NORRIS, Tenn. (WATE) — Kids at Norris Middle School are getting to see what’s possible through adaptive physical education.

The class encourages all students to be inclusive and celebrate their peers.

“They truly get to come in and we adapt all the lessons to the needs of the students with disabilities in the classroom,” said Savanna Harmon, the physical education teacher at NMS.

Stations are spread out across the school gym where students can bowl, jump rope, or sharpen their table tennis skills.

Peer buddies like seventh-grader Keiana Gillum help students with disabilities navigate the different exercises.

“I love teaching them how to do all the sports and stuff,” Gillum said. “And when they just tell you you guys have been such a good role model for us that just brightens everyone’s day when they hear that.”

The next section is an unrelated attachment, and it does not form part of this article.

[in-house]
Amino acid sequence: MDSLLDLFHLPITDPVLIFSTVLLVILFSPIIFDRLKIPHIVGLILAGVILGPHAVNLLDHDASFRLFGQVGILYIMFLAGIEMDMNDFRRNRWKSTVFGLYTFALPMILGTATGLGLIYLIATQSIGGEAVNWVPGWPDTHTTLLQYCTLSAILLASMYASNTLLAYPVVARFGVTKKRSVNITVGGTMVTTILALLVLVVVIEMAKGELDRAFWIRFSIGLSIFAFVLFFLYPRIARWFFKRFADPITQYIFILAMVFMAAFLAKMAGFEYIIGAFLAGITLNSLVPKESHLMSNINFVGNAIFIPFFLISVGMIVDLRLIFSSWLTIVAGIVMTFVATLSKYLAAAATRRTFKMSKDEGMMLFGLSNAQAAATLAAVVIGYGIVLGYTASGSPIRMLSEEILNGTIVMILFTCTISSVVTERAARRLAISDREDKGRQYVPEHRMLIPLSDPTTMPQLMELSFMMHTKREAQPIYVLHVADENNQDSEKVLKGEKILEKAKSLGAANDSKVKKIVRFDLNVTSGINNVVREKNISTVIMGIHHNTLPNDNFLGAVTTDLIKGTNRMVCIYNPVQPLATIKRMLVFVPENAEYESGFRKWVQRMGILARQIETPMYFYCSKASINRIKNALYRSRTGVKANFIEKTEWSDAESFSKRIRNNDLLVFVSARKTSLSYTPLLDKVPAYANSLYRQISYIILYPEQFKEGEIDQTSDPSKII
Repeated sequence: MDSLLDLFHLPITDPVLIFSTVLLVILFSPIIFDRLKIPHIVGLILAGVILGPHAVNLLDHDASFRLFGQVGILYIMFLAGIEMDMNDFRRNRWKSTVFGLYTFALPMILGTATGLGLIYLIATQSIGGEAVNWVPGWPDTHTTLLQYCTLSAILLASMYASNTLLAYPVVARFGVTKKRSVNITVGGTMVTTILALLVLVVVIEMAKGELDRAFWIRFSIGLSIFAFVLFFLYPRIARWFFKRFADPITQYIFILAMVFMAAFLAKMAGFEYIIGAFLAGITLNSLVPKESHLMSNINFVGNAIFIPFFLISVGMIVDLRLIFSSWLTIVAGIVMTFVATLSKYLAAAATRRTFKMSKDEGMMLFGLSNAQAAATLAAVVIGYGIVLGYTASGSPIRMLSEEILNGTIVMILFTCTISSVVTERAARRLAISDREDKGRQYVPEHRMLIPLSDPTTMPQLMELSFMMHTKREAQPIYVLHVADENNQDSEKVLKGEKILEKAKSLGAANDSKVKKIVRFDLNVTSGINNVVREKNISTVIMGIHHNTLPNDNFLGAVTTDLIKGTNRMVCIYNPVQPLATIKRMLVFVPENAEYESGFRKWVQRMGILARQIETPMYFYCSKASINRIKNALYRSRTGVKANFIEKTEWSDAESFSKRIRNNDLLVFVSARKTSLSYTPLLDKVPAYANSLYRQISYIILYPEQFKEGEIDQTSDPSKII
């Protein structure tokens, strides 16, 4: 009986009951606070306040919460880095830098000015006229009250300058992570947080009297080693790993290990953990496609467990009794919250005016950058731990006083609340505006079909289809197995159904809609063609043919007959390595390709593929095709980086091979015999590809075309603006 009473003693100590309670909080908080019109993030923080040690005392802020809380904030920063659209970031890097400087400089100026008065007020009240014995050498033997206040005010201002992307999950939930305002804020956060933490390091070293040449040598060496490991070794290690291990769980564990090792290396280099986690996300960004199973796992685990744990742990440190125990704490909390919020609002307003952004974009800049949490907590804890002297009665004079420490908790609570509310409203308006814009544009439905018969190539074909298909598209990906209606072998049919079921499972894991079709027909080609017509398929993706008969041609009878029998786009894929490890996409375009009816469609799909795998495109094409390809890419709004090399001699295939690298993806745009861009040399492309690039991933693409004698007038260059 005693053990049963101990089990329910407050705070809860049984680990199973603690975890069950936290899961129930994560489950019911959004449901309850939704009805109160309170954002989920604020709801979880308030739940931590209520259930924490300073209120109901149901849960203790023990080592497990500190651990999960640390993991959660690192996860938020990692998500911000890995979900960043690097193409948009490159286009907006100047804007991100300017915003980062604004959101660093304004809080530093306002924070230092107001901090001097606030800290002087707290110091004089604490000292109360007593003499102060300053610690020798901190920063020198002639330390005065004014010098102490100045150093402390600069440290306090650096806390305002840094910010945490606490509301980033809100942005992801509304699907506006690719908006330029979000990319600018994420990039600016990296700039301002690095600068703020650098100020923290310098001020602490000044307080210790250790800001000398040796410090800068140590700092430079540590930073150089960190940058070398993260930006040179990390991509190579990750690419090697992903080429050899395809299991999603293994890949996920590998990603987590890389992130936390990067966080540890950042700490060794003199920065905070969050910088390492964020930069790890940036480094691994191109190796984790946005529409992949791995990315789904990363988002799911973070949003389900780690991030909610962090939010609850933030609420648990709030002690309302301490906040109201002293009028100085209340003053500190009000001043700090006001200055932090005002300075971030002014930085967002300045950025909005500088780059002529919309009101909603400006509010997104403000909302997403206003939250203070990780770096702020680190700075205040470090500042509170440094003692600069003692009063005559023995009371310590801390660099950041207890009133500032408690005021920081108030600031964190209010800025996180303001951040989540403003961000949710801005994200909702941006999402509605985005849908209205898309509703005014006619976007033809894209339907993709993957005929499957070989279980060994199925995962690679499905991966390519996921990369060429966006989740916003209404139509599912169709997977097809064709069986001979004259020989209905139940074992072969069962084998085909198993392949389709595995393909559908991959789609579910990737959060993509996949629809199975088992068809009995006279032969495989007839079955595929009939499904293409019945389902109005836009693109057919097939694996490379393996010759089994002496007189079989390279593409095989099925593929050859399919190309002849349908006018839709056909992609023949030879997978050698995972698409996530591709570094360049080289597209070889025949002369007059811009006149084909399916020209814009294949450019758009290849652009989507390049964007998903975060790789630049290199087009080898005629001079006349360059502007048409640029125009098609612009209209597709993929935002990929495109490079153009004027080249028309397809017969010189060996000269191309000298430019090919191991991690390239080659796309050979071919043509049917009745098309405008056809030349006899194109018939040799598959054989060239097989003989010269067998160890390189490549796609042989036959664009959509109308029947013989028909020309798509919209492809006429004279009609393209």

The physical education peer buddies are seventh graders who successfully completed the application and interview process and received a recommendation from a teacher.

“They’ve learned how to be compassionate,” Harmon said. “They’ve learned how to truly adapt lessons to maybe students who don’t have an intellectual disability but a physical disability.”

Harmon says it’s heartwarming watching friendships form between the peer buddies and students with disabilities. She hopes their encouragement spreads to every corner of the school.

“Over the past four years I’ve really been able to encourage and empower more students that maybe didn’t know anything about being in a setting with disabilities to where now I have 50 to 60 applicants per year which is cool,” she said.

The program is not limited to just seventh graders. Peer buddies in sixth grade can apply to work with students with disabilities in a classroom setting and in eighth grade they can work together in art class.

“It’s an inclusive program all together, not just in this setting,” Harmon said. “I want it to carry over to just being everything we do at Norris Middle School as being an inclusive school.”

If you ask these middle schoolers, they are practicing what they preach.

“Just treat everyone here with respect because they might not be the same as you, but everyone deserves the same thing you do,” Gillum said.